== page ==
Let me admit this right away. I drive a 1983 911 SC cabriolet, and it’s the only Porsche
I’ve ever owned. As PCA’s e-Brake News said recently, this model is a forgotten car, one that many Porsche-philes consider little more than a “structurally compromised fashion statement.” A more recent e-Brake News called it the least-favored 911 body style of the era. So, if you’d rather skip over to someone else’s blog post and read about a more interesting set of wheels, I won’t blame you a bit.
I bought this car new, and at that time it had been about twenty years since I’d
had something fun to drive. When I was in college in the early 1960s I had a 1958 MGA; I loved that car and I still miss it. But one of my classmates owned a Speedster, probably the first Porsche I ever saw in person. Occasionally it cruised by me on campus, and I would feel an overwhelming pang of desire.
By the early 1980s, after two decades of settling for Beetles and Civics, I could afford something more interesting, but by then I didn’t know how to go about it. I don’t think anyone bought or sold cars on the internet then, I didn’t know anyone who owned a sports car, and I hadn’t even heard of Hemmings Motor News. I almost certainly would have bought an MGA if I could have figured out how to find one.
Instead, I looked first at a car that you still saw on the road in those days – the 190 SL, to my eye one of the most beautiful Mercedes ever built. I drove maybe three of them and was amazed at how stodgy they were; probably they’re not all so dull, but the ones I tried were. However, this initial foray lead to one thrilling experience: the last 190SL I looked at was in the “pre-owned” inventory of a Mercedes dealer, and in the showroom it was parked next to a stunning 300SL roadster. To be nice the salesman let me sit in its driver’s seat, and just holding that steering wheel was electrifying, even though the sales guy and I both knew there was no way I could come up with its $63,000 price tag. (You know what that model can bring today.)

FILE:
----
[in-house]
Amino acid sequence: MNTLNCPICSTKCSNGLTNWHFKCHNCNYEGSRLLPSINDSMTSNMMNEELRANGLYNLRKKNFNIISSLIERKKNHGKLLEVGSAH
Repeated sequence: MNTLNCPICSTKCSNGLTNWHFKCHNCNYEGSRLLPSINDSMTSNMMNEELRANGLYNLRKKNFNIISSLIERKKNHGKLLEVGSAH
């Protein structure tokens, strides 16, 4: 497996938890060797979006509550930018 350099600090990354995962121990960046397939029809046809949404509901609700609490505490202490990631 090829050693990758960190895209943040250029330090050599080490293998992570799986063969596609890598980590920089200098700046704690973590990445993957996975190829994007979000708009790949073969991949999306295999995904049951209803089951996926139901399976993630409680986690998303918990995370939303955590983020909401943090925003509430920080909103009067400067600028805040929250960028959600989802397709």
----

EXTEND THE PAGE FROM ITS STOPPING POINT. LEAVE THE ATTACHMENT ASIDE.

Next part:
Then a friend of a friend told me his grandfather was the original owner of a 1952 Jaguar XK120 fixed head coupe that he wanted to sell, and since I was car hunting he wondered if I’d like to see it. Yes, I would. I drove it twice, and although it was so stately that it’s hard to believe this elegant driver could ever have been considered a sports car, I loved the way it went snick, snick, snick up through the gears, and I said yes, I want this car. Granddad and I agreed on price. But a few days later, for his own private reasons, he changed his mind, the car was no longer for sale, and I was out of luck.
Then, finally, my long-ago college memory of that Speedster came back to me, and the word “Porsche” flashed in my mind. I went to a dealer and drove a new 911. This was instant love, like nothing I had ever driven before: powerful, fast, great handling, amazing brakes — and it was beautiful. Last year I told my son that I was now too old to drive this car and said I was giving it to him; he said, thanks Dad, not yet, I’m too busy, you keep it a while longer. He’ll get it eventually, but for now I’m so glad it’s still mine.
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